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Another splendid Simbu Writers Association publication

Quest for EducationPHIL FITZPATRICK

‘Quest for Education: From Selling Firewood to Yale University’ by Pole John Kale, CreateSpace Independent Publishing Platform, 2018, 148 pages, ISBN: 978-1729671146, US$8.00 plus postage from Amazon Books

TUMBY BAY - Thomas Kale, the son of Delku Pole of the Koiaku clan of the Mian tribe of Gumine, had a problem. He had inherited large tracts of land from his father but had no male heir to pass it all on to as he approached old age.

To this end he decided to marry a second wife. Unfortunately he had no idea where to find one or who she might be.

Then he heard that one of his close clan brothers had divorced his wife and was sending her back to her village and clan.

Thomas set out to ambush and kidnap his clansman’s ex-wife as she made her way through the bush back to her clan.

So surprised was the woman and afraid of what Thomas might do to her if she refused his sudden offer of marriage, she reluctantly agreed.

Over time the woman put the trauma and embarrassment of her kidnapping aside and settled down with Thomas and his first wife.

After giving birth to two daughters she finally presented the increasingly anxious Thomas with a son.

That son, born to Thomas and his second wife, Nirua, was Pole John Kale.

Thomas wanted his only son to grow up healthy but also quickly so he could show him all his land and its boundaries while he was still alive.

He had noticed that those children who went to school seemed much healthier and physically bigger than those that stayed in the village.

The idea that a good education could lead to a good career and relative affluence didn’t figure in his calculations.

He duly enrolled his son in school.

However, although he had plenty of land, Thomas was otherwise quite poor and it was a struggle to raise the money for his son’s education.

To this end he took on the lowly job of cutting and selling firewood.

Through many trials and tribulations Thomas’ son eventually completed his education right up to post-graduate level.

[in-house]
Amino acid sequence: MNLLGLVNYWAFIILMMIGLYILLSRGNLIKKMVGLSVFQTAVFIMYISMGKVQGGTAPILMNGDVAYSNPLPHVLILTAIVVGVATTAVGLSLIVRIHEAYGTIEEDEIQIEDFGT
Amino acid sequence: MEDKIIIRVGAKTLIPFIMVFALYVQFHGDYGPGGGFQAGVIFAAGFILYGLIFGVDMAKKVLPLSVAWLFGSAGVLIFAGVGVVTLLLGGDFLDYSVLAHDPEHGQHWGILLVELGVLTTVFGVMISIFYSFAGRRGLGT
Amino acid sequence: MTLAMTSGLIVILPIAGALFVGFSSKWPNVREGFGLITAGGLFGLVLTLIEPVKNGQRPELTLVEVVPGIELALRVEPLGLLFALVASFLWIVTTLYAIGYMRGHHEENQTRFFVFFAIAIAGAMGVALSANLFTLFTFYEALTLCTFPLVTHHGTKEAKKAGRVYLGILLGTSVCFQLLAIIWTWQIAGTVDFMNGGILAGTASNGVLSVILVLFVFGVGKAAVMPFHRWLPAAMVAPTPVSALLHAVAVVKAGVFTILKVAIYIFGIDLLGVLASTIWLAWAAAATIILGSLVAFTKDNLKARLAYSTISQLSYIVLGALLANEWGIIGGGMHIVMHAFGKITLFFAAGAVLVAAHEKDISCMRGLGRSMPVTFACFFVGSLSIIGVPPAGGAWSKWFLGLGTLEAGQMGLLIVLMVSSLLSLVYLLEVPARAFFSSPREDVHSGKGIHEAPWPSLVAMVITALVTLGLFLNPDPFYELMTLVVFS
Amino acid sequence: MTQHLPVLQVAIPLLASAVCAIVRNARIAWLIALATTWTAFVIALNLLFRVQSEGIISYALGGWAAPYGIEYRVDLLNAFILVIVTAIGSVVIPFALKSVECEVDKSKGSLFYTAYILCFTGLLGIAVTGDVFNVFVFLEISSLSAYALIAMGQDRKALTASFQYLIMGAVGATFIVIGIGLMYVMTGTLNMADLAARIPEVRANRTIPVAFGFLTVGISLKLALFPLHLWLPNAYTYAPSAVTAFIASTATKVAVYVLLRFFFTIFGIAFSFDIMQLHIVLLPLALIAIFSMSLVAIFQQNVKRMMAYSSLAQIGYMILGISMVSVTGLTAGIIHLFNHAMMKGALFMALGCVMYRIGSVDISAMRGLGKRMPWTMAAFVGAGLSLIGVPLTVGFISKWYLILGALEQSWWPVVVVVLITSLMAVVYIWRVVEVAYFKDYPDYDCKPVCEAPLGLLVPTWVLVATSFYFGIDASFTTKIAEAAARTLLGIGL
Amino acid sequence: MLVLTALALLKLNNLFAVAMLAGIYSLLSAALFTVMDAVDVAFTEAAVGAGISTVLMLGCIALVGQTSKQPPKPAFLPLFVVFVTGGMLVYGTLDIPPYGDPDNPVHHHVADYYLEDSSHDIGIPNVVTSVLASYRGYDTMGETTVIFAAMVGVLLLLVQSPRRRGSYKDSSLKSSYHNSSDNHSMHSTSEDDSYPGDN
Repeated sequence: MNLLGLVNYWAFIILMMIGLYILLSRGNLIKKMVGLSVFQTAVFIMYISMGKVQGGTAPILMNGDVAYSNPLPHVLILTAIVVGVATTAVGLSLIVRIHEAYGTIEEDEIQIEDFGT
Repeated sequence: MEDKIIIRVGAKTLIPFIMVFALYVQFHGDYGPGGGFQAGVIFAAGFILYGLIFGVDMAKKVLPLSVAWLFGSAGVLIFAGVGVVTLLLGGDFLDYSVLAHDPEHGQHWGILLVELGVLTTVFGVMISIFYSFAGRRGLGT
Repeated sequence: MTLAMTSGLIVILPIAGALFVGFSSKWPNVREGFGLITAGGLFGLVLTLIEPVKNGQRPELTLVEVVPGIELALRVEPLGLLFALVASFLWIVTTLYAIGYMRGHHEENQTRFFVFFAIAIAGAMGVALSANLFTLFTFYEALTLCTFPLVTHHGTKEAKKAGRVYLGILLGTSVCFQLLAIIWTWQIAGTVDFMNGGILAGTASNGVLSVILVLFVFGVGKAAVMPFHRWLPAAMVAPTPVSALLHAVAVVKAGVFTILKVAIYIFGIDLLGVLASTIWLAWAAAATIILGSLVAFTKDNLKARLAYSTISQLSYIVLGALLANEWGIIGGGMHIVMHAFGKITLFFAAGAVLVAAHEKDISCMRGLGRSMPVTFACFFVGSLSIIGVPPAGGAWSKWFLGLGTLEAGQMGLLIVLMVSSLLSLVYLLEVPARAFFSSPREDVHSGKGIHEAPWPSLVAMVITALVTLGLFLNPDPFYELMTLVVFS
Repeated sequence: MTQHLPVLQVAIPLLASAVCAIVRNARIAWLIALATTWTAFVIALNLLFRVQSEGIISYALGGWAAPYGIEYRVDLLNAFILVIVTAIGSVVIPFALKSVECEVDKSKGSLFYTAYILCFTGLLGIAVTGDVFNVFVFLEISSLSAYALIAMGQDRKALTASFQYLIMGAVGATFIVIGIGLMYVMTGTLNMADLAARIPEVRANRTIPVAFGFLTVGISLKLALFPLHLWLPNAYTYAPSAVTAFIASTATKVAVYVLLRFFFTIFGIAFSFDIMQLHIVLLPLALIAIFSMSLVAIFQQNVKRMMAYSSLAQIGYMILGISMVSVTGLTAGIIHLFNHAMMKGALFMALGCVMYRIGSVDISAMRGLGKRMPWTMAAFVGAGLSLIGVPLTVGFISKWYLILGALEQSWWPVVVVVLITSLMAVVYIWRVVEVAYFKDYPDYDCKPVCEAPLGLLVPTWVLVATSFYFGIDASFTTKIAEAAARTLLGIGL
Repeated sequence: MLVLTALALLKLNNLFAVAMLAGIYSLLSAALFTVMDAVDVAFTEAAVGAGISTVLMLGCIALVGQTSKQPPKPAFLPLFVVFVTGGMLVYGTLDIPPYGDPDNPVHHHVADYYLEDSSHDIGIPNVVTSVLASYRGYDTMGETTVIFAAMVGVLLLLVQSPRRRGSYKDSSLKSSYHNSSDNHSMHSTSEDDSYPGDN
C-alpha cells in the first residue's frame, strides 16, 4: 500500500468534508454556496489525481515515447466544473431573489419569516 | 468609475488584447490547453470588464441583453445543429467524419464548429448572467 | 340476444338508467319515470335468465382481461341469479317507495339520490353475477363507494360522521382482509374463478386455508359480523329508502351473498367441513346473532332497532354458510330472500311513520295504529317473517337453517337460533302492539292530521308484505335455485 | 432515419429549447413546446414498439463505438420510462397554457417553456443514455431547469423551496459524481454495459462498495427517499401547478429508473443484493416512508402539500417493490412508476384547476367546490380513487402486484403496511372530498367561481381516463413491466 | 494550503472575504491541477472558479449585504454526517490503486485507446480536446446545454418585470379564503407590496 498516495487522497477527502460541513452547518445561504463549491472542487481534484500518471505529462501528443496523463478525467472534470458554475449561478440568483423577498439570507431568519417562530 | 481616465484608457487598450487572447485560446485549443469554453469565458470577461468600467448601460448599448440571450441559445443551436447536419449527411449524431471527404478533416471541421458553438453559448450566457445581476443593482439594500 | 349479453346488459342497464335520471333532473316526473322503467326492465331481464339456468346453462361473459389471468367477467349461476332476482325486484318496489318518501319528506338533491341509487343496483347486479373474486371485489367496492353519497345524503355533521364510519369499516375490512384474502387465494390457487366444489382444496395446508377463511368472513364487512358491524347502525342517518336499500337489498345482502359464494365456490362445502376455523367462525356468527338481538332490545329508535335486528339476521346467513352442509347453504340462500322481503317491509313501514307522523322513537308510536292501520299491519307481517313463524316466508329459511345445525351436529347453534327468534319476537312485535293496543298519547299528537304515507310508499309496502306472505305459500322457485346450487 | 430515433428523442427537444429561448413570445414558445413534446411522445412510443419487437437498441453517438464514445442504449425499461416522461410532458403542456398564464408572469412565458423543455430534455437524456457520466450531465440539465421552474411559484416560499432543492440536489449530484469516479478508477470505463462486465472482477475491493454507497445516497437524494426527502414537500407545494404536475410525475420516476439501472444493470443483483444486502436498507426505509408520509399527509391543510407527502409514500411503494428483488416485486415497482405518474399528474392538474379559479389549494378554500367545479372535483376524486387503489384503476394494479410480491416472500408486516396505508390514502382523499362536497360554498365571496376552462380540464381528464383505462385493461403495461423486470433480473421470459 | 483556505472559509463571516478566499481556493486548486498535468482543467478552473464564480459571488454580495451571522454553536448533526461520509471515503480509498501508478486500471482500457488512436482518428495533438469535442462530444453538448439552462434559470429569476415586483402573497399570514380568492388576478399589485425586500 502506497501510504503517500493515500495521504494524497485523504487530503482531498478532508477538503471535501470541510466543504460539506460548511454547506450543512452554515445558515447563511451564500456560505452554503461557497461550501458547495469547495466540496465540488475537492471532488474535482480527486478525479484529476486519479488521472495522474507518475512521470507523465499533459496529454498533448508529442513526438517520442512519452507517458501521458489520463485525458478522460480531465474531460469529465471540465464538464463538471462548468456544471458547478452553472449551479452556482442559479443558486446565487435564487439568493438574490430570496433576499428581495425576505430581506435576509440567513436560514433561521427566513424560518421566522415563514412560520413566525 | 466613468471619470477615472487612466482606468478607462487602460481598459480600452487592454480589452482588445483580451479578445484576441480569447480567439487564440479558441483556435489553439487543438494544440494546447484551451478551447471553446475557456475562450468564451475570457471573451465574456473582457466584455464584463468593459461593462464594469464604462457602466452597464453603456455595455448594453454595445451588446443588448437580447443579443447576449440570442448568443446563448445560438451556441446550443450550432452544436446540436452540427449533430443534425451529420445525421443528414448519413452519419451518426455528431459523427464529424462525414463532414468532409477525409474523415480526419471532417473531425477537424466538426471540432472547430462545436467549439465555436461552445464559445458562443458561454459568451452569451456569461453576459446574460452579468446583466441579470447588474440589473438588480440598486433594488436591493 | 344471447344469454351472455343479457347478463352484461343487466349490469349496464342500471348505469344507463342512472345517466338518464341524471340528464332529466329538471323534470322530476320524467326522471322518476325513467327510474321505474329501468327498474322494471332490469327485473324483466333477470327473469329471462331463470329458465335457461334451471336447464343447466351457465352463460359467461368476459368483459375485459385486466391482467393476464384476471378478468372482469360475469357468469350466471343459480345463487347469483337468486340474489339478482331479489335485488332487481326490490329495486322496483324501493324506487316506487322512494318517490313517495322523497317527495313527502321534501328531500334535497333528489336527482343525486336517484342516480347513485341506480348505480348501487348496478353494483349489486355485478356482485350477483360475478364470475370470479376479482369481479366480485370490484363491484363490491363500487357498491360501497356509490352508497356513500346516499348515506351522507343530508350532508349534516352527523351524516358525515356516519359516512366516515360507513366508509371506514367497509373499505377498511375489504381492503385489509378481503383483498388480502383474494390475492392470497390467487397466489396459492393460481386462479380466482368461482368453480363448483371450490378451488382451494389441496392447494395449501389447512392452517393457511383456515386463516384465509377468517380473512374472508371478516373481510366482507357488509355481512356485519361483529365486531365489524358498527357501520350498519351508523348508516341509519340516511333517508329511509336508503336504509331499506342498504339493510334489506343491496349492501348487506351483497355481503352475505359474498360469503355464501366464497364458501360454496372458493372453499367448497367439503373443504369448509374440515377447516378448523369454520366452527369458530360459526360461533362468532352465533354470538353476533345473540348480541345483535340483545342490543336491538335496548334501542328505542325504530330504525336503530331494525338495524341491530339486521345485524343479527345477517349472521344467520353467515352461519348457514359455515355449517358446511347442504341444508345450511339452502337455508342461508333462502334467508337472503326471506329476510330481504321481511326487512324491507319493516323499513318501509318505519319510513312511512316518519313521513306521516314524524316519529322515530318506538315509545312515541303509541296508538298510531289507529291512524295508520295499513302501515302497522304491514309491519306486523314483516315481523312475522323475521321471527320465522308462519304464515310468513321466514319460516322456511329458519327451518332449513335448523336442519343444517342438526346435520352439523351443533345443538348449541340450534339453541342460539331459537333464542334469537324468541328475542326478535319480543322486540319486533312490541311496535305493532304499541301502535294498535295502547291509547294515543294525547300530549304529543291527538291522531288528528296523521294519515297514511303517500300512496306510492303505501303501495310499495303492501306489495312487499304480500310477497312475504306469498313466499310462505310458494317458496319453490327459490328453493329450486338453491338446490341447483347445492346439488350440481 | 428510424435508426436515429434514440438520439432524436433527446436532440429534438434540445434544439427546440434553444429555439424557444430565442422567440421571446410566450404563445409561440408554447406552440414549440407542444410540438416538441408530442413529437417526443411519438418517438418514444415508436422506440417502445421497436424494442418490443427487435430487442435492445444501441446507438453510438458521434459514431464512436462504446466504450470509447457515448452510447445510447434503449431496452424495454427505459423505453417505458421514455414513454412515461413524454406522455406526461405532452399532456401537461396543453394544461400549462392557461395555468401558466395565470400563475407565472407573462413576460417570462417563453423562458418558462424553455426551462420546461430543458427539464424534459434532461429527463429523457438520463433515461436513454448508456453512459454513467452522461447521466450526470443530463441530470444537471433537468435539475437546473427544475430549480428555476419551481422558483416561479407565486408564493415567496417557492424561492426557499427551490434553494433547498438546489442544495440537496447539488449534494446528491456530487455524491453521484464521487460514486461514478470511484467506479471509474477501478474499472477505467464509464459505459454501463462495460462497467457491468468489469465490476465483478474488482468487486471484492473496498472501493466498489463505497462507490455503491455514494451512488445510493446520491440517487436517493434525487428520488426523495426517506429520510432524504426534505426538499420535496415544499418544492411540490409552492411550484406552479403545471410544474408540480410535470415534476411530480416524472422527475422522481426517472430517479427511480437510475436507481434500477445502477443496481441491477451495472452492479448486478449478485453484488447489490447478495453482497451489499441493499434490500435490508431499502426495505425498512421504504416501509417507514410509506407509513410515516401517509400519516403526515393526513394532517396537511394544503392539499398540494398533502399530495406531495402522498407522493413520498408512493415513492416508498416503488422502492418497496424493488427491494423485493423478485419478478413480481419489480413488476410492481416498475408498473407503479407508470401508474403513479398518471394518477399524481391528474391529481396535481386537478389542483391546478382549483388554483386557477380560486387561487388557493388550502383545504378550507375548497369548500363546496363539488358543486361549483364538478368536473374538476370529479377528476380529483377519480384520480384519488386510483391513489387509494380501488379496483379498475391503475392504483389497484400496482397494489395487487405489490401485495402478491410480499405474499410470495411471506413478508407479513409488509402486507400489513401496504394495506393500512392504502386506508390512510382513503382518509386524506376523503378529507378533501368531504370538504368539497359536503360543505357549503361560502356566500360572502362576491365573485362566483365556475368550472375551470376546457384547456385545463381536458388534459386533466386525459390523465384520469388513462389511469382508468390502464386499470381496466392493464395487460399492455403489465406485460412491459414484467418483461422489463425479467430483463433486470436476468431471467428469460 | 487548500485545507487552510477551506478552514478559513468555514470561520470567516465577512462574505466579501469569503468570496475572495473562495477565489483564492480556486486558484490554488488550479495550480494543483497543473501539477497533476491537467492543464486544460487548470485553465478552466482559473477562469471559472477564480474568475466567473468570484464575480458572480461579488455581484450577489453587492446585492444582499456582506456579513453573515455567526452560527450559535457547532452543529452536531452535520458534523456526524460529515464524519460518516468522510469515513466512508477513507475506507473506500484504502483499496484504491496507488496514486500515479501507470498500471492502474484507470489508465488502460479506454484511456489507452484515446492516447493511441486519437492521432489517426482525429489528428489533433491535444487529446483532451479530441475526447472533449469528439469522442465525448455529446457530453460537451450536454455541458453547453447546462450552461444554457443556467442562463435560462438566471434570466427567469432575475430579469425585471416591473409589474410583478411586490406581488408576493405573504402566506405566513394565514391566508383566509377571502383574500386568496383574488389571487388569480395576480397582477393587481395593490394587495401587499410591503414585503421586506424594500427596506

His particular field was forestry and he attributes this to his father’s work as a wood seller and the years he spent helping him.

We don’t know whether Thomas’ son actually inherited his land or what he did with it but we do find out how he contributed to the development of Papua New Guinea as a result of his education.

Unfortunately, we also find out how Pole John Kale’s research, ideas and endeavours often came to naught because of a disinterested and complacent government and an exploitive private sector.

This is a familiar story in Papua New Guinea of course and Pole John Kale has thought about it in some detail.

These thoughts make up the final chapter of his memoir.

At the beginning of this chapter he says, “From all my work and study in Papua New Guinea and abroad, one question kept bothering me. What kind of society will Papua New Guineans of today transfer to the next generation of Papua New Guineans? [I] certainly [hope it is] not a ruined society!”

He further says that, “At present, PNG is undertaking massive development of its environmental resources which are loaded with many social, economic and environmental expectations from the society and the government’s role to balance environment and development is becoming more crucial now than before.”

To this end he has suggested setting up an Environment Court and Tribunal to guide Papua New Guinea’s development goals.

So far he has got nowhere with this endeavour.

This is, unfortunately a familiar Papua New Guinean story. There are many good people in Papua New Guinea with sensible ideas. So far none of them seem to have been able to establish traction and a powerful enough voice to create the changes required.

Pole John Kale is optimistic that it will happen one day.

This is another Simbu Writer’s Association publication under the competent hand of Francis Nii.


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